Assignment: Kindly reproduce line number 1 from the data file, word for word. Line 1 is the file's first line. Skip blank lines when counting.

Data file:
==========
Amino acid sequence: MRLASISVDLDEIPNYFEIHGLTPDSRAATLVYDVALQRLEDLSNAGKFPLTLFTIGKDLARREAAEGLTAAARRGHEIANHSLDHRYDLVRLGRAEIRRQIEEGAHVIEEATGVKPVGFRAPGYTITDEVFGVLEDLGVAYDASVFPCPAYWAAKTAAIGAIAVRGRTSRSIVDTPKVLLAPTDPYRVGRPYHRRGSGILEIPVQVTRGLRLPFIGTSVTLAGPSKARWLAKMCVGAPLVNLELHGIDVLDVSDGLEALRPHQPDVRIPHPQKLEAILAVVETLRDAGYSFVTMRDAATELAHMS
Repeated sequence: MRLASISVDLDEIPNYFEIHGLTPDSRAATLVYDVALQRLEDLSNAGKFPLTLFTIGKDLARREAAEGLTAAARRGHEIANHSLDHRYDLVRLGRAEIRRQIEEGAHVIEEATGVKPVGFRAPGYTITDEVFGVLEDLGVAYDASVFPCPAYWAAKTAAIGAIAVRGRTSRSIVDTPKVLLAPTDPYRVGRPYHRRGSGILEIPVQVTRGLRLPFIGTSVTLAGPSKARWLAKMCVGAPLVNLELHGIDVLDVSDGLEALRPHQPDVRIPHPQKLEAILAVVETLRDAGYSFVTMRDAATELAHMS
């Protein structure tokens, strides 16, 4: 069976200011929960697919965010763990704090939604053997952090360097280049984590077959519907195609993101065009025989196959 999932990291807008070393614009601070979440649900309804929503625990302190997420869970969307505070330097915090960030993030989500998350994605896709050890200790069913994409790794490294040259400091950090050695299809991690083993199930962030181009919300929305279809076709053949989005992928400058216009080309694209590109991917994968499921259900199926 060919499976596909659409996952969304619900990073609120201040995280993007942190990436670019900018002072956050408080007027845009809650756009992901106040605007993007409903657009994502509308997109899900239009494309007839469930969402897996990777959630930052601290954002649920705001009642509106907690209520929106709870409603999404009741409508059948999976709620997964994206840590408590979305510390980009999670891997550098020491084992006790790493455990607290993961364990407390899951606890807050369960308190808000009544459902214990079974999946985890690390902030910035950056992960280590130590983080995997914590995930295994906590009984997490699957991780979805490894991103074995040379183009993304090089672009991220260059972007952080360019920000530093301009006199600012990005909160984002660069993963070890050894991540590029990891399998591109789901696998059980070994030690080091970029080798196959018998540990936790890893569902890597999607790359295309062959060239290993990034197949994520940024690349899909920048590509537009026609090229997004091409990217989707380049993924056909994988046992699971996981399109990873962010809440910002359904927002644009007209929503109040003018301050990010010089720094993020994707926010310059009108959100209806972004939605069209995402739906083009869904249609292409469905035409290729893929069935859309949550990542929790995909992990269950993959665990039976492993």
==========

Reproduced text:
Amino acid sequence: MRLASISVDLDEIPNYFEIHGLTPDSRAATLVYDVALQRLEDLSNAGKFPLTLFTIGKDLARREAAEGLTAAARRGHEIANHSLDHRYDLVRLGRAEIRRQIEEGAHVIEEATGVKPVGFRAPGYTITDEVFGVLEDLGVAYDASVFPCPAYWAAKTAAIGAIAVRGRTSRSIVDTPKVLLAPTDPYRVGRPYHRRGSGILEIPVQVTRGLRLPFIGTSVTLAGPSKARWLAKMCVGAPLVNLELHGIDVLDVSDGLEALRPHQPDVRIPHPQKLEAILAVVETLRDAGYSFVTMRDAATELAHMS